Cholesterol: Overview for Clinicians

Non-Pharmaceutical Therapy for Lowering Cholesterol

For improving lipid profile:

  • Encourage a diet similar to the Mediterranean diet: rich in multi-colored whole foods (fruits, vegetables, grains, nuts, soy, olive oil, cold-water fish and dark colored berries and grapes).
  • The portfolio diet, found to work as well as 20 mg of lovastatin includes viscous fiber, soy protein, plant sterols/stanols and nuts (almonds).
  • Incorporate viscous (soluble) fiber. Examples include psyllium (Metamucil), methyl cellulose (Citrucel), guar gum, or ground flax seed.
  • Plant sterols and stanols in the form of vegetables. If more is required, consider OTC spreads such as, Take Control or Benecol. Or supplement with Beta-sitosterol at a dose of 700 mg to 1 gm before each meal three times daily.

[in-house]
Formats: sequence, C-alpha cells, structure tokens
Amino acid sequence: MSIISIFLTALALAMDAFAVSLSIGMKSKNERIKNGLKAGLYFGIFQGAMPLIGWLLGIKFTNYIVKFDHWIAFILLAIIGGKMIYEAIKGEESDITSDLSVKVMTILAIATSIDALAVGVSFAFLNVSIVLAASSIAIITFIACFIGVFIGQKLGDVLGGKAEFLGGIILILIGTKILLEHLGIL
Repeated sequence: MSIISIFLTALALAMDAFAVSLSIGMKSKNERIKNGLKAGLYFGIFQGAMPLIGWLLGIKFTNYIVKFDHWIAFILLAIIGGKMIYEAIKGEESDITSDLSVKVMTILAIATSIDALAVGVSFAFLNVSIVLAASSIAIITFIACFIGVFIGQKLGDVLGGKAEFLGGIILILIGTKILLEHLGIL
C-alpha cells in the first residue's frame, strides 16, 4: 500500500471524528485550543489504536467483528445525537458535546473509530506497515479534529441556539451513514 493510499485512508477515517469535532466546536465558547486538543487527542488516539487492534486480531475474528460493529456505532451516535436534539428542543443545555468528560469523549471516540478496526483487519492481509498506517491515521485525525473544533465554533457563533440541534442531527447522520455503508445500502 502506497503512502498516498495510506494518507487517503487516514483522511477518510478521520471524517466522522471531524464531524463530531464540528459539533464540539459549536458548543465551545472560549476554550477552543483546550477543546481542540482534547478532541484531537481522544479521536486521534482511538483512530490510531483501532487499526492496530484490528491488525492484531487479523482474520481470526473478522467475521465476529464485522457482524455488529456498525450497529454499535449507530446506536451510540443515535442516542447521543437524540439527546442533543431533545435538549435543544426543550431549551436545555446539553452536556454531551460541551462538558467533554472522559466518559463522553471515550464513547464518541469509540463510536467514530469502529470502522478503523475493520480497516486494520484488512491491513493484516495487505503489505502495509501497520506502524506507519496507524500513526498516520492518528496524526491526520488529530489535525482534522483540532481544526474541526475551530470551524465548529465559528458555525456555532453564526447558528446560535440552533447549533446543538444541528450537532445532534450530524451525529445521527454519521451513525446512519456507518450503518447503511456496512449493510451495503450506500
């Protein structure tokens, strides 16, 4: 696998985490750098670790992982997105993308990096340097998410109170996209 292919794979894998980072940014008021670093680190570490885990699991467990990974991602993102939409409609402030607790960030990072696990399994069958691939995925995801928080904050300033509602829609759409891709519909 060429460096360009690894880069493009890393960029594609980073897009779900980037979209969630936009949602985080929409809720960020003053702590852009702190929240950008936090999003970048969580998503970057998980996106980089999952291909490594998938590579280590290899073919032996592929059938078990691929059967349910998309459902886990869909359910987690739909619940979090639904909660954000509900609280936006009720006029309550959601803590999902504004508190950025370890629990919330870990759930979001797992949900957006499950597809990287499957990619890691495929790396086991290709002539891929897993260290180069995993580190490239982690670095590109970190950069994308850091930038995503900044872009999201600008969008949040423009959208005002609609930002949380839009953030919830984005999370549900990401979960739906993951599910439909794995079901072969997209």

• Niacin (Nicotinic Acid) is the only treatment that reduces LDL and triglycerides while raising HDL. For techniques to reduce flushing, see clinician handout in the downloads section at the right.
  • Artichoke extract at a dose of 1800 mg divided doses (600 mg three times daily or 900 mg twice daily) shows promise.
  • For elevated triglycerides, 4 gms of fish oil (EPA and DHA) are needed to reduce levels. Reducing carbohydrate intake along with increasing exercise to push the sugar into the muscle is also key in lowering levels and reducing metabolic risk.
  • Consider supplementation with red yeast rice at 1200-1800 mg twice daily. (3.6 gms RYR=6 mg of lovastatin).

Please see the downloads section at the right for more detailed clinician and patient information.

Disclaimer: This information is for general education. Please work with your health care practitioner to use it in the best way possible to promote your health.